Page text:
The word ‘stigma’ when attached to mental health
By Liz Lockhart
When writing articles for Mental Healthy I am always conscious that I have a responsibility to get things right.
One area that can be tricky is the use of words. It is so easy to offend, exclude individuals or give misconceptions simply by using the wrong word. One word that I use from time to time is ‘stigma’. I wish I didn’t have to use it but here we are in the 21st century and, sad as it is, there is still stigma surrounding mental health.
Whenever this word is used on our website emails come in from readers who say that by using this term it perpetuates the stigmatisation of mental illness, but does it? We are very mindful of the use of the term but as long as stigma remains it is occasionally necessary to point it out and, in doing so, to use the word that sometimes causes concerns. In an ideal world, and perhaps one day, it will no longer be necessary.
I recently read a report by Clare Allan in the Telegraph in which she said that a reader had objected to her using the term ‘service user’ when referring to people with mental illness. The objection came on the grounds that this phrase excluded people who have a need for services but have been discharged or have failed to get the services which they require. I recognised Clare’s difficulty and it made me reflect on mine.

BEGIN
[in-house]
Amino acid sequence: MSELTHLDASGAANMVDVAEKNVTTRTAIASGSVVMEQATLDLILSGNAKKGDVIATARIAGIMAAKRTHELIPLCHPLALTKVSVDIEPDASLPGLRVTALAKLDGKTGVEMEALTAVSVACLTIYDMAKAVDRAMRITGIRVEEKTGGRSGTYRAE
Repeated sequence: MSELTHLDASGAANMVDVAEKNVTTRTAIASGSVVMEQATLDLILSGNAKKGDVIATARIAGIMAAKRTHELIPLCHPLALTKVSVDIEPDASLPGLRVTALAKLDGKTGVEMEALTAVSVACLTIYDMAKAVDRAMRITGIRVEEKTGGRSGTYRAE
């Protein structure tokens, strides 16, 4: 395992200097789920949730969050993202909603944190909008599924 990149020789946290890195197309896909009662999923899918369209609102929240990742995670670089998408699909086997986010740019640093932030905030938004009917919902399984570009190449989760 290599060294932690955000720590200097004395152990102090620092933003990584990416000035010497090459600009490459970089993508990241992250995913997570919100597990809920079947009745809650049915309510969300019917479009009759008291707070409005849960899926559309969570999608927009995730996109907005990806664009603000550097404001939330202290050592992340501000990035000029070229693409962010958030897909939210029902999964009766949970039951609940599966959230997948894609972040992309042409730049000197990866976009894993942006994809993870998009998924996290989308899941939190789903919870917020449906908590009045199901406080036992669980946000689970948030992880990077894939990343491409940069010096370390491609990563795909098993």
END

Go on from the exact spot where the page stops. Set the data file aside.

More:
Back to the word ‘stigma’ – the Oxford Dictionary defines it as ‘a mark of disgrace associated with a particular circumstance, quality, or person -
- :the stigma of mental disorder
- to be a non-reader carries a social stigma
I must admit that I was surprised to find that the Oxford Dictionary cites ‘the stigma of mental disorder’ as its first example of the use of the word.
People who have life-changing experiences generally feel passionate about them. Poor mental health is certainly life-changing as I know from personal experience. When writing for a group of passionate people it is sometimes easy to offend as each person has their own personal perspective on their varying conditions. The best I can do is to reassure readers that I do my utmost when considering what I write and how I write it. Knowledge is powerful and hopefully there are things to be learnt from the news which I trawl through to bring you up-to-date reports on what is going on in the world of mental health.
Language is open to personal interpretation, it has to be. We all write and read as individuals and this is where the problem lies. Language is the bridge that connects all people and I believe that it doesn’t really matter if that bridge is sometimes a little wobbly, we must keep trying to cross it.